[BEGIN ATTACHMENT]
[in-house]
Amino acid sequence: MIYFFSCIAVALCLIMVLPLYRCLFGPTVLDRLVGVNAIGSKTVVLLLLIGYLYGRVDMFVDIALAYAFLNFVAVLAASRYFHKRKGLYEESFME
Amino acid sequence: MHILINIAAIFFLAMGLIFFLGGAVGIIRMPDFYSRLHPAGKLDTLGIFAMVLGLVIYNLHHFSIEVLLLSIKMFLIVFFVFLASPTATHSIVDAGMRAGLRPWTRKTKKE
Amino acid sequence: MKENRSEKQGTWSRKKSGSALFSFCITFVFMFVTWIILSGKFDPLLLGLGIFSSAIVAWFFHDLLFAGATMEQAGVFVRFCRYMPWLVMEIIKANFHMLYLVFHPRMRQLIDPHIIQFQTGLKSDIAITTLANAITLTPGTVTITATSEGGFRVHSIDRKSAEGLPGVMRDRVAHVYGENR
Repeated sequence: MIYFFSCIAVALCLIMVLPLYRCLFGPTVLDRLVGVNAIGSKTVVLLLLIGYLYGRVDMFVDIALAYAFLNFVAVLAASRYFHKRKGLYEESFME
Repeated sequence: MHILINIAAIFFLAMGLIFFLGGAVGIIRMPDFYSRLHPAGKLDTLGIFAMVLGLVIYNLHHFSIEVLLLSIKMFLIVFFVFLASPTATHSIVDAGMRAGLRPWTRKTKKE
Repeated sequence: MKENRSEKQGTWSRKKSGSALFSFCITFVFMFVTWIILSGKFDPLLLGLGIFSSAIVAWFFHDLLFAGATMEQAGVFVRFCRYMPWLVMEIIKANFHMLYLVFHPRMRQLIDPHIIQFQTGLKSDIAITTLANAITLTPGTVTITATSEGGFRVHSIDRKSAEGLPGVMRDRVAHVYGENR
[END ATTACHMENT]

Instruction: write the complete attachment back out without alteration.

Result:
[in-house]
Amino acid sequence: MIYFFSCIAVALCLIMVLPLYRCLFGPTVLDRLVGVNAIGSKTVVLLLLIGYLYGRVDMFVDIALAYAFLNFVAVLAASRYFHKRKGLYEESFME
Amino acid sequence: MHILINIAAIFFLAMGLIFFLGGAVGIIRMPDFYSRLHPAGKLDTLGIFAMVLGLVIYNLHHFSIEVLLLSIKMFLIVFFVFLASPTATHSIVDAGMRAGLRPWTRKTKKE
Amino acid sequence: MKENRSEKQGTWSRKKSGSALFSFCITFVFMFVTWIILSGKFDPLLLGLGIFSSAIVAWFFHDLLFAGATMEQAGVFVRFCRYMPWLVMEIIKANFHMLYLVFHPRMRQLIDPHIIQFQTGLKSDIAITTLANAITLTPGTVTITATSEGGFRVHSIDRKSAEGLPGVMRDRVAHVYGENR
Repeated sequence: MIYFFSCIAVALCLIMVLPLYRCLFGPTVLDRLVGVNAIGSKTVVLLLLIGYLYGRVDMFVDIALAYAFLNFVAVLAASRYFHKRKGLYEESFME
Repeated sequence: MHILINIAAIFFLAMGLIFFLGGAVGIIRMPDFYSRLHPAGKLDTLGIFAMVLGLVIYNLHHFSIEVLLLSIKMFLIVFFVFLASPTATHSIVDAGMRAGLRPWTRKTKKE
Repeated sequence: MKENRSEKQGTWSRKKSGSALFSFCITFVFMFVTWIILSGKFDPLLLGLGIFSSAIVAWFFHDLLFAGATMEQAGVFVRFCRYMPWLVMEIIKANFHMLYLVFHPRMRQLIDPHIIQFQTGLKSDIAITTLANAITLTPGTVTITATSEGGFRVHSIDRKSAEGLPGVMRDRVAHVYGENR